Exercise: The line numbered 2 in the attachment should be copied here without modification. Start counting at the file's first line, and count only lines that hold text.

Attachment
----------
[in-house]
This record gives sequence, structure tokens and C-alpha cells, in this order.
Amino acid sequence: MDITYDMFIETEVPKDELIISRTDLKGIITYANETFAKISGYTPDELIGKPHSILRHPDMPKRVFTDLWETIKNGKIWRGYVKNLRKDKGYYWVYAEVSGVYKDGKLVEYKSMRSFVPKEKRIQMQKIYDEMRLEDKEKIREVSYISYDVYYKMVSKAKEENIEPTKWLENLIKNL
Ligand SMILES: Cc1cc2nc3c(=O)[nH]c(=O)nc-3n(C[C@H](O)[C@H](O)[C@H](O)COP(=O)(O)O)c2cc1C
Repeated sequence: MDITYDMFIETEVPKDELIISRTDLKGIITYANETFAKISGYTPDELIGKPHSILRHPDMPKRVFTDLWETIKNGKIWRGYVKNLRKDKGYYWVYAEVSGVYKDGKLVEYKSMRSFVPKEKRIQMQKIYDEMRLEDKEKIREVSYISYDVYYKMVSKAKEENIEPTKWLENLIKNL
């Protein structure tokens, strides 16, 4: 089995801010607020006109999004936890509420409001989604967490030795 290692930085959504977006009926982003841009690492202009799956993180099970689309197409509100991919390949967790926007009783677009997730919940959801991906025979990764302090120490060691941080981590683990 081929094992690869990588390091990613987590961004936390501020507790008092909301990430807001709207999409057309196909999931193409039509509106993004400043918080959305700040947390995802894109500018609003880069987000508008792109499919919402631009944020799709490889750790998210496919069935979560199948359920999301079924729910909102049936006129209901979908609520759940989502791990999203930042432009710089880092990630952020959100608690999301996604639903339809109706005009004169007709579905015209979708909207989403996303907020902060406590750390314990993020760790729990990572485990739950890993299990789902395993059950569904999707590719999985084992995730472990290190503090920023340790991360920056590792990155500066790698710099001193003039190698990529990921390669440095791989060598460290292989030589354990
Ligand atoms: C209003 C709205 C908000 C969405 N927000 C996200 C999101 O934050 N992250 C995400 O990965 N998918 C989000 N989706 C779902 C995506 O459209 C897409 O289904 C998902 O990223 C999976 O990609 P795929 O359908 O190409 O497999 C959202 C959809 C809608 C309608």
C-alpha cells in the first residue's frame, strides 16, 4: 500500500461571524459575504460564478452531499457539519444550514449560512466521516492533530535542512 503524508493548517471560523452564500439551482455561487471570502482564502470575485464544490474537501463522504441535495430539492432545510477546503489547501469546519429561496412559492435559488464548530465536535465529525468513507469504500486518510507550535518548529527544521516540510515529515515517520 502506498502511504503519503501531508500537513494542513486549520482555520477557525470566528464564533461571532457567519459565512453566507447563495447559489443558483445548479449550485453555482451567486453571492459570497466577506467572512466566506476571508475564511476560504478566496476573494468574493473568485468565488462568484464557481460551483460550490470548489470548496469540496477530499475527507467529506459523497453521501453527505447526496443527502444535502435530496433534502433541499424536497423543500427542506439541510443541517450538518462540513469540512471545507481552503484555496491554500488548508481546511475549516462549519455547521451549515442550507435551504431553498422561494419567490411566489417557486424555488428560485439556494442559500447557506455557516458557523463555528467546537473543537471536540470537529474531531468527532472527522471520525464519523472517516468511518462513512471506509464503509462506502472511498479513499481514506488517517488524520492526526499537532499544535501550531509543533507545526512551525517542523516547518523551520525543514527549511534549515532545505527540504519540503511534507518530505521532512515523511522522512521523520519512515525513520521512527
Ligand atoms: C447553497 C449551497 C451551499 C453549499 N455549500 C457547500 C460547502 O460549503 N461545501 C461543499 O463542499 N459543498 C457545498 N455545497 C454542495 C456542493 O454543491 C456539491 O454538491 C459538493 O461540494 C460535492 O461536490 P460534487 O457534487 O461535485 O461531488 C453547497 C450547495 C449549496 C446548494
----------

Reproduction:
This record gives sequence, structure tokens and C-alpha cells, in this order.